Below is a table that summarizes installation and run status of the Phoronix Test Suite CPU suite.
Some background context of how this fits and where I hope to head from here…
Where I’d like to head is comparing micro-architectural features (e.g. caches, branch predictors,…), NUMA properties, OS features/policies (e.g. interrupt pinning) and other aspects with a set of benchmarks. There is however, a bit of circular dependency here. To make good comparisons, one needs good benchmarks and to get good benchmarks one either needs to have a representative sample or at least a good understanding of the range.
I don’t necessarily have these benchmarks up front, so my initial idea is to “prime the pump” by comparing a set of semi-random benchmarks on their properties and iterate with both the analysis and eventually adding other workloads.
The Phoronix Test Suite is a reasonable starting point to look at an initial set of codes to start comparing because of a few reasons:
- It is free, with ~200 total tests including ~90 listed as “processor”
- There is a test harness to run tests, report results, etc
On the downsides, the tests are of varying quality e.g. a number won’t build or install for variety of reasons and other have missing download files. Also, it seems many of the tests are smaller in terms of run-time, execution size, etc.
However, that is part of the idea off priming the pump to start. To make this start I wanted a number of tests – not so many that it becomes unwieldy and not so few that it becomes harder to generalize. Hence, I picked the “cpu” suite, a set of 25 benchmarks banded together.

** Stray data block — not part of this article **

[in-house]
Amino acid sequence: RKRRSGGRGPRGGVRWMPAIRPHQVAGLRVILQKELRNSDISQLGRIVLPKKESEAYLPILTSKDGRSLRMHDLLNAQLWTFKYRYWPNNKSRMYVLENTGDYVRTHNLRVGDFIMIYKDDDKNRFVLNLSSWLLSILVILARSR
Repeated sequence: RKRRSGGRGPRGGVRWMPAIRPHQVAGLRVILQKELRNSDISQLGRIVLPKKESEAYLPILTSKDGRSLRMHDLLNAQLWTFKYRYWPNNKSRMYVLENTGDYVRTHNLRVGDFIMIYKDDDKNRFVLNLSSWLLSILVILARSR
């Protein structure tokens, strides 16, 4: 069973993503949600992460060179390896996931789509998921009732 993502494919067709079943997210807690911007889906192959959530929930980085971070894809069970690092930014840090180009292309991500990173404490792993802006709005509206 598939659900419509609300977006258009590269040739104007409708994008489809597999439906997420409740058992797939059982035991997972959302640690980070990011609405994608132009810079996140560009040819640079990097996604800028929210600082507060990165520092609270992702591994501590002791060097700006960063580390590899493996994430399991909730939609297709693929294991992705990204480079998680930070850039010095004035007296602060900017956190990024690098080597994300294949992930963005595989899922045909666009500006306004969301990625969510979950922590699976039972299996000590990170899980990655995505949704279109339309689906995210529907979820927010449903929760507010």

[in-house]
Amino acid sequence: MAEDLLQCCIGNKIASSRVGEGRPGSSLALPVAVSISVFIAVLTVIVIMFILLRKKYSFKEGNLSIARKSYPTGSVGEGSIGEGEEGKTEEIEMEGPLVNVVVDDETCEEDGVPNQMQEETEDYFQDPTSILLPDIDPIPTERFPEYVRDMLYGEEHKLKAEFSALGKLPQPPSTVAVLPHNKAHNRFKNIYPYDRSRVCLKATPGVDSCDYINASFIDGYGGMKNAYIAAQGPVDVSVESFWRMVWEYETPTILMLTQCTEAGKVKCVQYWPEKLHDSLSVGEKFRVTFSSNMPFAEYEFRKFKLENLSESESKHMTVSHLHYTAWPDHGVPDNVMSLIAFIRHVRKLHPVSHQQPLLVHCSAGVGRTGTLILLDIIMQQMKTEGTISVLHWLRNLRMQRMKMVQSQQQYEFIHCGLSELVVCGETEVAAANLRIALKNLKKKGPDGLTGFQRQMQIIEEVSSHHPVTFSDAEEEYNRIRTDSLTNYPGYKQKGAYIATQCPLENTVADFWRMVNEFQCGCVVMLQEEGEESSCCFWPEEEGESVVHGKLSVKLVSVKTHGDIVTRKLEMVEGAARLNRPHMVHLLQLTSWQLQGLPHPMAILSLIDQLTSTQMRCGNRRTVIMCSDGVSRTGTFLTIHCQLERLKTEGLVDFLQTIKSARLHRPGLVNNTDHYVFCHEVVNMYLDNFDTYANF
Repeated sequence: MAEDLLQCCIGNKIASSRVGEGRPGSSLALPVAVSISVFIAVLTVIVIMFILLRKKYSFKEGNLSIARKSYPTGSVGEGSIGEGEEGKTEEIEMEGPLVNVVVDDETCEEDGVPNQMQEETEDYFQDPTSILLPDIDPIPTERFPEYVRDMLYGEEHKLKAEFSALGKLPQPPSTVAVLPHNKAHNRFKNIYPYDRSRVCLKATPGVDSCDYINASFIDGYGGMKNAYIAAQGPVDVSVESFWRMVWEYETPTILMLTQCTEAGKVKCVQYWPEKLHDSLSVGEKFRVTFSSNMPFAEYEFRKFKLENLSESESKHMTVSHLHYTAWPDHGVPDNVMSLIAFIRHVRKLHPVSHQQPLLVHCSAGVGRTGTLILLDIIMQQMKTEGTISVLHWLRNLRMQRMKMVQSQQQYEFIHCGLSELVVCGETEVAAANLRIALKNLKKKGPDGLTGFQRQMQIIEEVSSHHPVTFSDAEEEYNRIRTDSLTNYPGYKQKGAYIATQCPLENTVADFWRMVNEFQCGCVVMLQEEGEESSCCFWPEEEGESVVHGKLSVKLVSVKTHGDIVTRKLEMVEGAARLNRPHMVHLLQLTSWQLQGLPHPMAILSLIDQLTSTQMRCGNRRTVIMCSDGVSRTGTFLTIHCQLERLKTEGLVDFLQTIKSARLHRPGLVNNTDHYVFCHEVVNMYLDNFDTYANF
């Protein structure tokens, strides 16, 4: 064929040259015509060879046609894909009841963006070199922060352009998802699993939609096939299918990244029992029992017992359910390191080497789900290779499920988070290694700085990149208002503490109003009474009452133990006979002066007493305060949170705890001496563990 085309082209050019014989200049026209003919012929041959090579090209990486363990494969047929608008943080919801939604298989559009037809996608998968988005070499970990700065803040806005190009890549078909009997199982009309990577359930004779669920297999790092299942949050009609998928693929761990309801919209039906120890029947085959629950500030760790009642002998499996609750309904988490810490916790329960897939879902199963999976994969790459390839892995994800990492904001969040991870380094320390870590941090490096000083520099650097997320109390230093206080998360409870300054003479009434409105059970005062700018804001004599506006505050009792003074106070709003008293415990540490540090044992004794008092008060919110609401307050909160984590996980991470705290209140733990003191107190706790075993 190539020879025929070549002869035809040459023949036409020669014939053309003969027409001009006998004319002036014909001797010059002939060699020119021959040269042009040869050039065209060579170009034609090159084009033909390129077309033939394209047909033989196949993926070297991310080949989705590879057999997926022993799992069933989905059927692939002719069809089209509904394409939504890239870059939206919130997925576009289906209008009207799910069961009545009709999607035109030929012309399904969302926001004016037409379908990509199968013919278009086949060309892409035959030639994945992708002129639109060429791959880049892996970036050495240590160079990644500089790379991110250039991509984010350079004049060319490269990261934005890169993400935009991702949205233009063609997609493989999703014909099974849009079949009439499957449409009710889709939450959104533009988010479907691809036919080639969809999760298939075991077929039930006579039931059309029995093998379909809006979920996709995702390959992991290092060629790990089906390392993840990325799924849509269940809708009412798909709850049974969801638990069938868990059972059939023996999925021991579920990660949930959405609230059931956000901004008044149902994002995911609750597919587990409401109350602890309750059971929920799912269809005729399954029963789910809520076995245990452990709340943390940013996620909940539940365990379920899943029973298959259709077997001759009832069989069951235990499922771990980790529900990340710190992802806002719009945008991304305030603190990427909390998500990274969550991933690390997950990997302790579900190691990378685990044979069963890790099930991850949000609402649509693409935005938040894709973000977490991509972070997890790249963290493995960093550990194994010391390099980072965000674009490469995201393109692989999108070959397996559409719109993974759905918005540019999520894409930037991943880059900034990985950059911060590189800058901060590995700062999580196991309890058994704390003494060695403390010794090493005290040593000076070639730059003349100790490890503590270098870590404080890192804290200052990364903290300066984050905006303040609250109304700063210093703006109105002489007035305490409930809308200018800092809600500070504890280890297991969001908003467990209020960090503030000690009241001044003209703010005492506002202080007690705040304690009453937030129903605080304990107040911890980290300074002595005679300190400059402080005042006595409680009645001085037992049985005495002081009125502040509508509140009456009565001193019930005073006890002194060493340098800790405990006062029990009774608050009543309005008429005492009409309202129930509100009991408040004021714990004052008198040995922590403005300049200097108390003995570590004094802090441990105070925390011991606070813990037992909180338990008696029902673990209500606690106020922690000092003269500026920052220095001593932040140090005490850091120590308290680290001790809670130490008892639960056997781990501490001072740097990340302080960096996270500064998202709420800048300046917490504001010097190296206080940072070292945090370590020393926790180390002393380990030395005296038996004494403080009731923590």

Results of the initial install + run exercise are listed below. Of the 25, I had problems getting four benchmarks to quickly run out of the box. So I’ll skip these for now. A quick diagnosis of what prevents these four from running:
- graphics-magick fails to download with missing tarball
- gcrypt code doesn’t compile on Ubuntu 17.10, diagnosis suggests some code cleanup is required
- pgbench has security checks to prevent running as root; while might workaround by running the test as a mortal I also have some of my tools requiring a root run, skip for now
- NAS parallel benchmarks require correct install-time variables for MPI. Can be done but skip for now.
Note what also seems true is some of these microbenchmarks have known compiler optimizations (e.g. john-the-ripper) or tuning (e.g. ffmpeg, stream) needed to get absolute highest scores. The values below are for the benchmark as it comes “out of the box”, with some optimizations still pending.
|pts/etqw-demo||cpu||yes||yes||41.80||required 32-bit libraries|
|pts/john-the-ripper||cpu||yes||yes||5937 blowfish, 20593667 des, 203603 MD5||Seems to run when I run it by itself, but not when run as part of the cpu suite.|
|pts/gcrypt||cpu||yes||no||--||gcrypt libgcrypt-1.4.4/tests benchmark not found; compile errors with source|
|pts/pgbench||cpu||yes||no||--||The test run did not produce a result; doesn't run as root|
|pts/npb||cpu||yes||no||--||Test quit with non-zero exit status; most likely MPI environment variables not configured for the run|
|pts/stream||cpu||yes||yes||copy 19452.82, scale 14243.04, triad 16108.24, add 16135,70|